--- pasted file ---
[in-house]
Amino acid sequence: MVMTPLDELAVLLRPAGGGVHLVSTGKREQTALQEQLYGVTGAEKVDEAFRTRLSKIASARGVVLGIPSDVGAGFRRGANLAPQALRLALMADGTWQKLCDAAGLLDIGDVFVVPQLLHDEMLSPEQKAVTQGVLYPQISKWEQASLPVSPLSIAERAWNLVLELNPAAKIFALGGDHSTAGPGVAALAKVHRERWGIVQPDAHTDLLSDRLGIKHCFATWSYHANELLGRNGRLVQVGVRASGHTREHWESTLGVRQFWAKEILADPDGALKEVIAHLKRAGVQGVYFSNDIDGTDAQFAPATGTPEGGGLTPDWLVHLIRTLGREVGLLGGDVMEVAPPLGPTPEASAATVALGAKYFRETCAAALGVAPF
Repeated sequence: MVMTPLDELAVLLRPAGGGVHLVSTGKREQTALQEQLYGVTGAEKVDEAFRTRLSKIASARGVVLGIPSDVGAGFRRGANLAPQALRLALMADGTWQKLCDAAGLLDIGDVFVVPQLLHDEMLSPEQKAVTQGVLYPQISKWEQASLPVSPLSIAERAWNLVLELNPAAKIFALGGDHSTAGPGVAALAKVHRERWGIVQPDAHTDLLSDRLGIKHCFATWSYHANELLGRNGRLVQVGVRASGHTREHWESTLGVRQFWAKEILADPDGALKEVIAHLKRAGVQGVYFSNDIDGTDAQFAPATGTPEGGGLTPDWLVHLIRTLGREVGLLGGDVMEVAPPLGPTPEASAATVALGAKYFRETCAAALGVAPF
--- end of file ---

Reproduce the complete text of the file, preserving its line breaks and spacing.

[in-house]
Amino acid sequence: MVMTPLDELAVLLRPAGGGVHLVSTGKREQTALQEQLYGVTGAEKVDEAFRTRLSKIASARGVVLGIPSDVGAGFRRGANLAPQALRLALMADGTWQKLCDAAGLLDIGDVFVVPQLLHDEMLSPEQKAVTQGVLYPQISKWEQASLPVSPLSIAERAWNLVLELNPAAKIFALGGDHSTAGPGVAALAKVHRERWGIVQPDAHTDLLSDRLGIKHCFATWSYHANELLGRNGRLVQVGVRASGHTREHWESTLGVRQFWAKEILADPDGALKEVIAHLKRAGVQGVYFSNDIDGTDAQFAPATGTPEGGGLTPDWLVHLIRTLGREVGLLGGDVMEVAPPLGPTPEASAATVALGAKYFRETCAAALGVAPF
Repeated sequence: MVMTPLDELAVLLRPAGGGVHLVSTGKREQTALQEQLYGVTGAEKVDEAFRTRLSKIASARGVVLGIPSDVGAGFRRGANLAPQALRLALMADGTWQKLCDAAGLLDIGDVFVVPQLLHDEMLSPEQKAVTQGVLYPQISKWEQASLPVSPLSIAERAWNLVLELNPAAKIFALGGDHSTAGPGVAALAKVHRERWGIVQPDAHTDLLSDRLGIKHCFATWSYHANELLGRNGRLVQVGVRASGHTREHWESTLGVRQFWAKEILADPDGALKEVIAHLKRAGVQGVYFSNDIDGTDAQFAPATGTPEGGGLTPDWLVHLIRTLGREVGLLGGDVMEVAPPLGPTPEASAATVALGAKYFRETCAAALGVAPF